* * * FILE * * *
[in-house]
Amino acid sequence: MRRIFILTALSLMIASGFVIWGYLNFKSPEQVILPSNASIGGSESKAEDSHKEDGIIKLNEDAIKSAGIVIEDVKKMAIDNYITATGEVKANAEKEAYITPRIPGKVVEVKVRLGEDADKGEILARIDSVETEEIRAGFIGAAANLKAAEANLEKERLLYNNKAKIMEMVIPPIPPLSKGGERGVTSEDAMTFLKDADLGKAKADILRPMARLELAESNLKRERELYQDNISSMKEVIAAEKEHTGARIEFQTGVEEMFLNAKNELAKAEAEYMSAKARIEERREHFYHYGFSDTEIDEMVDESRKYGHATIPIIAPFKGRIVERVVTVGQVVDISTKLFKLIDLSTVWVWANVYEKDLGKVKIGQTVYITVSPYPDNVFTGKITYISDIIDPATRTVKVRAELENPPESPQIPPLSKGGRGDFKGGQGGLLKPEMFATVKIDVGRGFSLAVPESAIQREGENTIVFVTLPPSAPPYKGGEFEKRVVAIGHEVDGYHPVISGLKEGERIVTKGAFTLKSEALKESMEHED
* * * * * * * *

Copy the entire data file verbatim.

[in-house]
Amino acid sequence: MRRIFILTALSLMIASGFVIWGYLNFKSPEQVILPSNASIGGSESKAEDSHKEDGIIKLNEDAIKSAGIVIEDVKKMAIDNYITATGEVKANAEKEAYITPRIPGKVVEVKVRLGEDADKGEILARIDSVETEEIRAGFIGAAANLKAAEANLEKERLLYNNKAKIMEMVIPPIPPLSKGGERGVTSEDAMTFLKDADLGKAKADILRPMARLELAESNLKRERELYQDNISSMKEVIAAEKEHTGARIEFQTGVEEMFLNAKNELAKAEAEYMSAKARIEERREHFYHYGFSDTEIDEMVDESRKYGHATIPIIAPFKGRIVERVVTVGQVVDISTKLFKLIDLSTVWVWANVYEKDLGKVKIGQTVYITVSPYPDNVFTGKITYISDIIDPATRTVKVRAELENPPESPQIPPLSKGGRGDFKGGQGGLLKPEMFATVKIDVGRGFSLAVPESAIQREGENTIVFVTLPPSAPPYKGGEFEKRVVAIGHEVDGYHPVISGLKEGERIVTKGAFTLKSEALKESMEHED